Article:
Capacity for Truth
by Michael Colantoni
The simple fact that the average person permits whatever desire for knowledge he may possess to be overborne by dislike arising from his superficial impression of philosophy or by a feeling of fear of the abstract itself unfits him to pursue such study. For there are certain cardinal characteristics required of every man before he can even be permitted to cross its very threshold. Nobody can hope to philosophise with profit who lacks seven psychological qualities. They are necessary because they represent the means whereby he may hope successfully to reach his end. An explorer who wishes to penetrate into difficult new territories, who will have to cross mountains, rivers and deserts on his journey, should, if he knows his business at all, first prepare for the expedition by obtaining a proper equipment. He who seeks to explore the hidden philosophy and penetrate into the new territory of truth must likewise look to the nature and quality of his own personal equipment before his mind may venture forth into an activity which is likely to try and test his capacity to the uttermost.
It is not anybody and everybody who can undertake such an expedition. Those who will fulfil the preliminary conditions can alone hope for final success. These conditions are not externally imposed but are inherent in the very nature of the apprehension of truth, and therefore their fulfillment is inexorable. Nor are they manufactured arbitrarily by any exacting teacher. They are imposed by Nature herself and accepted by long tradition. However, nobody need trouble himself with them unless he or she belongs to the earnest few who seek to know the ultimate secret of life at any cost. All other persons can comfortably ignore them and take their own time and ease in life. Emerson has well said : ” Take what thou wilt, but pay the price.” These words fit quite squarely at this point of our quest.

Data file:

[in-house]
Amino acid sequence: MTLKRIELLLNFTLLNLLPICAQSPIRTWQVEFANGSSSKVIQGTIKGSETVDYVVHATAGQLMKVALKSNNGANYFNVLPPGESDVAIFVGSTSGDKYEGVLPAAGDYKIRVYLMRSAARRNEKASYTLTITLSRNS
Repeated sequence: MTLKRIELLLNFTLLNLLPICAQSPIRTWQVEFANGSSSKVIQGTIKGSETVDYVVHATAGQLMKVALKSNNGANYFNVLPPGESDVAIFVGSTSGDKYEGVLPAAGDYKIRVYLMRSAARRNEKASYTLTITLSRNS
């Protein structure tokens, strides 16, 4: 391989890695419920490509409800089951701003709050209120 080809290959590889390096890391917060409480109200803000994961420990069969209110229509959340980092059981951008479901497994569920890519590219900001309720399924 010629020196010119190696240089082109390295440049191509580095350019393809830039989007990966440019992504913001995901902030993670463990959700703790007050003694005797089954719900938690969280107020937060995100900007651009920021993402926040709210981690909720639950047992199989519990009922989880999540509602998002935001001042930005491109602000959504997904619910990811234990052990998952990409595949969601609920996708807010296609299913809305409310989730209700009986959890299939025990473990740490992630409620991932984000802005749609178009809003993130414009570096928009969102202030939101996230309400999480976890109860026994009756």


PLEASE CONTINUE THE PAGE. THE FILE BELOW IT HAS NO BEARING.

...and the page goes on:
In the Western countries it has always been open for anyone to enter upon a philosophical study, but in Asia the aspirant was first required to show or acquire a modicum of suitable capacity for the task. Until both aptitude and attitude were acceptable he was regretfully refused instruction. It did not matter to the custodians of wisdom whether he held any religious faith or none, whether he was an atheist or a Christian or a Muslim, but it did matter that he should get psychologically fit. This difference is an important one and helps to account for the superior result and notable success obtained by the Asiatics. Fichte, however, must have caught a glimpse of the need for this disciplinary preparation, because he once said : “What kind of philosophy a man chooses depends ultimately upon the kind of man he is.” The successful assimilation of the higher truth will be in exact proportion to one’s personal qualification.
Dr. Paul Brunton – The Hidden Teaching Beyond Yoga, 1941 (Ch. V – The Philosophical Discipline)